However, the nonlocal effects on the infrared absorption spectra of polar semiconductor nanowires have not been investigated as yet. This is the aim of the present communication. We note that the nonlocal effects are well known to influence the optical properties of metallic nanowires [20–30]. In this regard, by using the HD dielectric function of the polar semiconductor materials [10] as well as appropriate additional boundary condition of the continuity of the normal component of the displacement field at the surface of the system [31], we extend the classical Mie theory for the absorption of electromagnetic radiation by a spatially dispersive polar semiconductor wire that is irradiated by a normally incident plane wave. Since for the parallel polarization with respect to the nanowire axis, no surface modes are excited [20] only the case of perpendicular polarization will be discussed. Let us consider a cylindrical nanowire of radius a and infinite length that aligned along the z-axis embedded in a medium with dielectric function εd. We use cylindrical coordinate ðρ; ϕ; zÞ for an arbitrary point in space. Here, the system supports both the usual transverse and longitudinal waves. Also, it is assumed that the nonlocal responses of the system are dominated by the nonlocality induced by free electron gas, while the optical phonons only contribute to local responses. Thus in the HD model, the dielectric properties of the present system are characterized by both the usual Drude transverse dielectric function, as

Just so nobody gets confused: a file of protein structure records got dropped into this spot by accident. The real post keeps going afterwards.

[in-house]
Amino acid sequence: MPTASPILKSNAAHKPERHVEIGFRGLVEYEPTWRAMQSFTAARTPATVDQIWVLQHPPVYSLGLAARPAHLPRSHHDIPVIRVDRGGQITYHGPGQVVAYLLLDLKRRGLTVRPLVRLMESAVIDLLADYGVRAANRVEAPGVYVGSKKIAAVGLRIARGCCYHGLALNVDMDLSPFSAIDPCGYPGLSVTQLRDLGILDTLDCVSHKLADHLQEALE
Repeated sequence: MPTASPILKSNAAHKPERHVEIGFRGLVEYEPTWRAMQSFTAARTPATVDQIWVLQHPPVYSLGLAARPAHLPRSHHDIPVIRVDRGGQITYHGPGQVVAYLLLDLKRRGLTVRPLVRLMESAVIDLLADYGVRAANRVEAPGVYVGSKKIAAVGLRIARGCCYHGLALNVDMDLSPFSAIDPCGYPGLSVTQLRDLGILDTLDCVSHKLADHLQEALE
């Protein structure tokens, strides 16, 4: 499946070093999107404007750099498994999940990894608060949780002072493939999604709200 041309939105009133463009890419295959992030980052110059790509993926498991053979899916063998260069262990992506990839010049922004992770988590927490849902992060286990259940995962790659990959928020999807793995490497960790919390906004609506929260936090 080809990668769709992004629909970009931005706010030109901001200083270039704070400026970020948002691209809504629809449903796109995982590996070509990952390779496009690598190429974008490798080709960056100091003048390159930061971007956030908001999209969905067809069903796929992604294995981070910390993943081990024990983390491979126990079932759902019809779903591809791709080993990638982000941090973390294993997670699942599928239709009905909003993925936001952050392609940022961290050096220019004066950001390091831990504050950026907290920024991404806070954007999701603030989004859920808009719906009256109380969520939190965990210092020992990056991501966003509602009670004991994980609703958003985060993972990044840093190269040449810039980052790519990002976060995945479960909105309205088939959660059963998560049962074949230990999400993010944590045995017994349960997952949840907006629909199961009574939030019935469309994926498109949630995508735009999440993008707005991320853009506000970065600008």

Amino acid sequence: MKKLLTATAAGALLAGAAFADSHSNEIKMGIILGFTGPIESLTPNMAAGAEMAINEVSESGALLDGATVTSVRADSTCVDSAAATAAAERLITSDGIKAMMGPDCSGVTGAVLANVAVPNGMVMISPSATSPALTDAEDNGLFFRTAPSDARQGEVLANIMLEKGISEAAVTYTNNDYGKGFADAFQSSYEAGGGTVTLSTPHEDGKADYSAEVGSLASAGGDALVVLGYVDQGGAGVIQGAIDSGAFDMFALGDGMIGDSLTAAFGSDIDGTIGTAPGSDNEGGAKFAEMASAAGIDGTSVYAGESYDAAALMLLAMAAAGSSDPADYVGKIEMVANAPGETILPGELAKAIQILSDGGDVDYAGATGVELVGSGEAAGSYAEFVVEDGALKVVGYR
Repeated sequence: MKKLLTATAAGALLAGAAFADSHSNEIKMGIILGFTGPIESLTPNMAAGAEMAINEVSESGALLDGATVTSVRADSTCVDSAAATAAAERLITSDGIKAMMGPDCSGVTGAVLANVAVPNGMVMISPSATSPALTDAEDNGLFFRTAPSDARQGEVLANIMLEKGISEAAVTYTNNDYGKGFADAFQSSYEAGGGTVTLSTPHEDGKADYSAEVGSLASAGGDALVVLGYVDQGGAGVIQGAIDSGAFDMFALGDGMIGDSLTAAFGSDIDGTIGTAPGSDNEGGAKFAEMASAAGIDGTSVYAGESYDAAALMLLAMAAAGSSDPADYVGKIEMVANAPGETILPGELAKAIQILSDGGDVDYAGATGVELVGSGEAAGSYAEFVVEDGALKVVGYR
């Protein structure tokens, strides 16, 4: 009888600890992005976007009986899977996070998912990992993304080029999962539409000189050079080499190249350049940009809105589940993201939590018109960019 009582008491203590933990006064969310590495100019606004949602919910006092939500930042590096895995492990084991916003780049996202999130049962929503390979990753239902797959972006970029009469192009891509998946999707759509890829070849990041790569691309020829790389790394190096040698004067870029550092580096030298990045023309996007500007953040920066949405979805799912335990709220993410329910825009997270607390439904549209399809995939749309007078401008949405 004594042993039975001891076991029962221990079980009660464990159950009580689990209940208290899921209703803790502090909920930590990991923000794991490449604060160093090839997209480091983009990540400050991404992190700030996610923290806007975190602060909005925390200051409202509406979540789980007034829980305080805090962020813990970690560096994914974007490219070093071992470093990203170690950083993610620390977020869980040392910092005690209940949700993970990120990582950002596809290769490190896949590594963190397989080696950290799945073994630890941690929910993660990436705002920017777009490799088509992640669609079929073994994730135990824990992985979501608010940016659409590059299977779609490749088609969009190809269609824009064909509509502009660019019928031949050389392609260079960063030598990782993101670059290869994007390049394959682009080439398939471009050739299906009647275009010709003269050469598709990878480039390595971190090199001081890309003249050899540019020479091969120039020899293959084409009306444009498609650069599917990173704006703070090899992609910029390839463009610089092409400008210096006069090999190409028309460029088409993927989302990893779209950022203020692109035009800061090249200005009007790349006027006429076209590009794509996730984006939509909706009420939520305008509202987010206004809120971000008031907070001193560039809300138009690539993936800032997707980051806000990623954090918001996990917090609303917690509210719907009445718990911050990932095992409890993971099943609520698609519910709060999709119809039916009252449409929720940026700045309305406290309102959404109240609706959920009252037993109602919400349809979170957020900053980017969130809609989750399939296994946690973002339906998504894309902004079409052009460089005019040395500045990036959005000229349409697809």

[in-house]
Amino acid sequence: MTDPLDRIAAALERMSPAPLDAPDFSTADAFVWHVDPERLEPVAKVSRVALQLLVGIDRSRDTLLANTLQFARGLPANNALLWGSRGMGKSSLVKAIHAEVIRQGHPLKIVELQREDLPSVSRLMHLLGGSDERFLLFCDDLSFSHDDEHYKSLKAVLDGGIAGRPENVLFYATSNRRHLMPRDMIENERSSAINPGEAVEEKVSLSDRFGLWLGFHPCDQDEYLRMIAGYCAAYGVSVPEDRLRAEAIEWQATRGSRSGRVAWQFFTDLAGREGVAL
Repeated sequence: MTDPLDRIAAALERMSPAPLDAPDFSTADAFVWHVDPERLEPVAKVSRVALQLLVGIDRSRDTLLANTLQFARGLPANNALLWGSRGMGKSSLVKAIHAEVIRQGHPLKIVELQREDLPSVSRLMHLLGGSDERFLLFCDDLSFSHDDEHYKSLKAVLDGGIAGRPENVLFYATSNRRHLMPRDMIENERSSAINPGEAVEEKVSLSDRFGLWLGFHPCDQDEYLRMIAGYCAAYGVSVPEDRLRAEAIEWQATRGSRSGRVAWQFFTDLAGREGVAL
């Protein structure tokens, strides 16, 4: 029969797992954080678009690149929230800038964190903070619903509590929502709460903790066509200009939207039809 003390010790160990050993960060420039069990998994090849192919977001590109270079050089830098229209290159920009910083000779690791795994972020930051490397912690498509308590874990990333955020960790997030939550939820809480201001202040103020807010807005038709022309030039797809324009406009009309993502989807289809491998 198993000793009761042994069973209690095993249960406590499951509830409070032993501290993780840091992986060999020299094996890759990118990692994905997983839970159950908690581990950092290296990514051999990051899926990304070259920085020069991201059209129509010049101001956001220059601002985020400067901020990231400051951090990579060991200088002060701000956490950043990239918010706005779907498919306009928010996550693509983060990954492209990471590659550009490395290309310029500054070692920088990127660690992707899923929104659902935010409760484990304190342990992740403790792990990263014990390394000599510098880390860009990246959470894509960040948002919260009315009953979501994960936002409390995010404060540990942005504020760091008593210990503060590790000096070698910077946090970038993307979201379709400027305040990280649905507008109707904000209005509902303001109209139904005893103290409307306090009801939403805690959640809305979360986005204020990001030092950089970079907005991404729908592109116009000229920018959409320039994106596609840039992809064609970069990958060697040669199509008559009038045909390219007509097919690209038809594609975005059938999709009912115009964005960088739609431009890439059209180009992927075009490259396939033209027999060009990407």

εT ¼ εn ðωÞ 

ε1 ω2p ; ωðω þiγ Þ

ð1Þ

A. Moradi / Solid State Communications 212 (2015) 10–13



and the HD longitudinal dielectric function

ε1 ω2p ε L ¼ ε n ð ωÞ  ; ωðω þ iγ Þ  α2 k2L

ð2Þ

where γ is the free carrier collision frequency and ωp is the plasma frequency, defined by ω2p ¼ 4π n0 e2 =mn ε1 . Here n0 is the free carrier concentration and mn is the effective mass. Also, ω is the freqpffiffiffiffiffiffiffiffi uency, kL is the nonlocal longitudinal wave vector, α ¼ 3=5vF and